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Processes of care and medical complications in patients with stroke.
Stroke
PUBLISHED: 12-09-2010
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the relationship between processes of care and the risk of medical complications in patients with stroke remains unclear. We therefore examined the association in a population-based follow-up study.
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Medical prophylaxis following hospitalization for ischemic stroke: age- and sex-related differences and relation to mortality.
Cerebrovasc. Dis.
PUBLISHED: 04-19-2010
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The extent and implications of age- and sex-related differences in prophylaxis following ischemic stroke are unknown. We examined differences in the use of medical prophylaxis across age and sex groups in stroke patients after hospital discharge in Denmark and estimated the possible impact on age- and sex-related differences in mortality.
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Medical complications in patients with stroke: data validity in a stroke registry and a hospital discharge registry.
Clin Epidemiol
PUBLISHED: 03-16-2010
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Stroke patients frequently experience medical complications; yet, data on incidence, causes, and consequences are sparse.
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Carbogen inhalation increases oxygen transport to hypoperfused brain tissue in patients with occlusive carotid artery disease: increased oxygen transport to hypoperfused brain.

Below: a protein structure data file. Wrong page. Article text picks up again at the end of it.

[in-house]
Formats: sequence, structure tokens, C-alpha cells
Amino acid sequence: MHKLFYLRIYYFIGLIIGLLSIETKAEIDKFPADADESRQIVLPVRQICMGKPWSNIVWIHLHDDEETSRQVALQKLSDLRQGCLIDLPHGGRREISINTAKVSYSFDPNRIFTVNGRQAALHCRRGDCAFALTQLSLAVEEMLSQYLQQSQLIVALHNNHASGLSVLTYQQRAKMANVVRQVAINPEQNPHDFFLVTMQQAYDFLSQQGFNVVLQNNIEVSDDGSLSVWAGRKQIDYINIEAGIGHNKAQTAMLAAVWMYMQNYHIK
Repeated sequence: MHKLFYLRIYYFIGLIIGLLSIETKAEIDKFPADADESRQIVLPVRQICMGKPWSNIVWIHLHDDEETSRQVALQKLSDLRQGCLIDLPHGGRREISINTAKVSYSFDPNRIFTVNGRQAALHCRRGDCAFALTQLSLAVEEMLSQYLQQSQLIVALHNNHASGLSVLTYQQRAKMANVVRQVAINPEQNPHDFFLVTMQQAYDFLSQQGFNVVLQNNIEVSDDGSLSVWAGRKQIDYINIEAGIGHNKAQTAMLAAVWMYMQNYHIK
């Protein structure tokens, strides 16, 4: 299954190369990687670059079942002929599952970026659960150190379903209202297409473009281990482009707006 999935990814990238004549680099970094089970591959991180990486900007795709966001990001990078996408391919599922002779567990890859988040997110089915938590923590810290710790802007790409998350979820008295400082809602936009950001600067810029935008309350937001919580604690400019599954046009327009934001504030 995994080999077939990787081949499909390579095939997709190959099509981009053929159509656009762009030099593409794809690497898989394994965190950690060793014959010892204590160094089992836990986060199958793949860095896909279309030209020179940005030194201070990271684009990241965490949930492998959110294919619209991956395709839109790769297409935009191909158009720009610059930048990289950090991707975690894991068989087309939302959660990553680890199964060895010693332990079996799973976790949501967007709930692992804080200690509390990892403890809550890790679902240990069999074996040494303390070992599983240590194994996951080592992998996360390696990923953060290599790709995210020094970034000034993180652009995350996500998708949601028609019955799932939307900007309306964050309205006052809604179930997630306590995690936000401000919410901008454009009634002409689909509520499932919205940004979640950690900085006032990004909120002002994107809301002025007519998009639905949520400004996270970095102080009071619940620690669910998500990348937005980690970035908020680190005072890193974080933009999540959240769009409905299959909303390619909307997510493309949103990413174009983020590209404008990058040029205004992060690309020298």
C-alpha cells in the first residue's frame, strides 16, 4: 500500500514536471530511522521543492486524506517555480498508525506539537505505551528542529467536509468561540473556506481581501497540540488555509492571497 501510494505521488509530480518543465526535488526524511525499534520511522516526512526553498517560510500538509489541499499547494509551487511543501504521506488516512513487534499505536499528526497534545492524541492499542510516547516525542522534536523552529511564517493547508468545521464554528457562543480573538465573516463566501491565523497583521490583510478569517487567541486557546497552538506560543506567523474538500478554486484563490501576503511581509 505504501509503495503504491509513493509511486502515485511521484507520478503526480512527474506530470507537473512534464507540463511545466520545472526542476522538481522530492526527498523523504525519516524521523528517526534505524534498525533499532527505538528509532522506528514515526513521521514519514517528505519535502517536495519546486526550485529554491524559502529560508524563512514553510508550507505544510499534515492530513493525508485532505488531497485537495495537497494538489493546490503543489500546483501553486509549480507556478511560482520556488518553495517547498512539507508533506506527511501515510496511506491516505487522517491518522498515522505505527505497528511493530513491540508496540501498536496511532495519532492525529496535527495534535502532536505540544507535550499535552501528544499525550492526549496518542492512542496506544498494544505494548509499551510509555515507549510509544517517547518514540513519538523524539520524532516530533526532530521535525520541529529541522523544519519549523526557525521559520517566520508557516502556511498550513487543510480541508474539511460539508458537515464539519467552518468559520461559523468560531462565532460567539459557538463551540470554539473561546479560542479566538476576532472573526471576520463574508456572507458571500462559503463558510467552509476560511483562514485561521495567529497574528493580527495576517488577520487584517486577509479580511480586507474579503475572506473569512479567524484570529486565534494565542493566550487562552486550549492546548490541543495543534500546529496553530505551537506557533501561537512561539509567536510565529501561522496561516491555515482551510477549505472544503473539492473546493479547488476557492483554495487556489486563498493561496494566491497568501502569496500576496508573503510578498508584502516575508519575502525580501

Brain Res.
PUBLISHED: 05-19-2009
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Hyperoxic therapy for cerebral ischemia reduces cerebral blood flow (CBF) principally from the vasoconstrictive effect of oxygen on cerebral arterioles. Based on a recent study in normal volunteers, we now claim that the vasodilatory effect of carbon dioxide predominates when 5% CO(2) is added to inhaled oxygen (the mixture known as carbogen). In the present study, we measured CBF by positron emission tomography (PET) during inhalation of test gases (O(2), carbogen, and atmospheric air) in healthy volunteers (n = 10) and in patients with occlusive carotid artery disease (n = 6). Statistical comparisons by an additive ANOVA model showed that carbogen significantly increased CBF by 7.51 + or - 1.62 ml/100 g/min while oxygen tended to reduce it by -3.22 + or - 1.62 ml/100 g/min. A separate analysis of the hemisphere contralateral to the hypoperfused hemisphere showed that carbogen significantly increased CBF by 8.90 + or - 2.81 ml/100 g/min whereas oxygen inhalation produced no reliable change in CBF (-1.15 + or - 2.81 ml/100 g/min). In both patients and controls, carbogen was as efficient as oxygen in increasing Sa(O2) or PaO(2) values. The study demonstrates that concomitant increases of CBF and Sa(O2) are readily obtained with carbogen, while oxygen increases only Sa(O2). Thus, carbogen improves oxygen transport to brain tissue more efficiently than oxygen alone. Further studies with more subjects are, however, needed to investigate the applicability of carbogen for long-term inhalation and to assess its therapeutic benefits in acute stroke patients.